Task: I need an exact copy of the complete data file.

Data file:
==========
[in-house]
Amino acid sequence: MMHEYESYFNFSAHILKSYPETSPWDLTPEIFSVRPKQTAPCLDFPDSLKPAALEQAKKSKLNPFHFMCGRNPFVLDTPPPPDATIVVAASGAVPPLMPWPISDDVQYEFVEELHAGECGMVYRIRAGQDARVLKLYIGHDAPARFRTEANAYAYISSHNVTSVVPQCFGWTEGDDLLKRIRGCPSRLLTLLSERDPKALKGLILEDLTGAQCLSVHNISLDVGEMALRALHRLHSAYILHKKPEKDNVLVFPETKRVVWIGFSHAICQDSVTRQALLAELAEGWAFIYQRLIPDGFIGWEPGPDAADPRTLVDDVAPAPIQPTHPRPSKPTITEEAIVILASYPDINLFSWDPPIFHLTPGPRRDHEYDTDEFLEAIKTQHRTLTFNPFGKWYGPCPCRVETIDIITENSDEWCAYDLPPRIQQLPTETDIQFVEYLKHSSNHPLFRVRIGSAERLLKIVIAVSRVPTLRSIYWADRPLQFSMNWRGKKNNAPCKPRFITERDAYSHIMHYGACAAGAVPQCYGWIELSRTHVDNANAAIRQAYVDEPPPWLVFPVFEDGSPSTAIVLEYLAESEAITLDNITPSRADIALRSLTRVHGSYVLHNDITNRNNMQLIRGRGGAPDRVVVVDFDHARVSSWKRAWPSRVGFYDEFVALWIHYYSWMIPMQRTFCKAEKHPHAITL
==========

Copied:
[in-house]
Amino acid sequence: MMHEYESYFNFSAHILKSYPETSPWDLTPEIFSVRPKQTAPCLDFPDSLKPAALEQAKKSKLNPFHFMCGRNPFVLDTPPPPDATIVVAASGAVPPLMPWPISDDVQYEFVEELHAGECGMVYRIRAGQDARVLKLYIGHDAPARFRTEANAYAYISSHNVTSVVPQCFGWTEGDDLLKRIRGCPSRLLTLLSERDPKALKGLILEDLTGAQCLSVHNISLDVGEMALRALHRLHSAYILHKKPEKDNVLVFPETKRVVWIGFSHAICQDSVTRQALLAELAEGWAFIYQRLIPDGFIGWEPGPDAADPRTLVDDVAPAPIQPTHPRPSKPTITEEAIVILASYPDINLFSWDPPIFHLTPGPRRDHEYDTDEFLEAIKTQHRTLTFNPFGKWYGPCPCRVETIDIITENSDEWCAYDLPPRIQQLPTETDIQFVEYLKHSSNHPLFRVRIGSAERLLKIVIAVSRVPTLRSIYWADRPLQFSMNWRGKKNNAPCKPRFITERDAYSHIMHYGACAAGAVPQCYGWIELSRTHVDNANAAIRQAYVDEPPPWLVFPVFEDGSPSTAIVLEYLAESEAITLDNITPSRADIALRSLTRVHGSYVLHNDITNRNNMQLIRGRGGAPDRVVVVDFDHARVSSWKRAWPSRVGFYDEFVALWIHYYSWMIPMQRTFCKAEKHPHAITL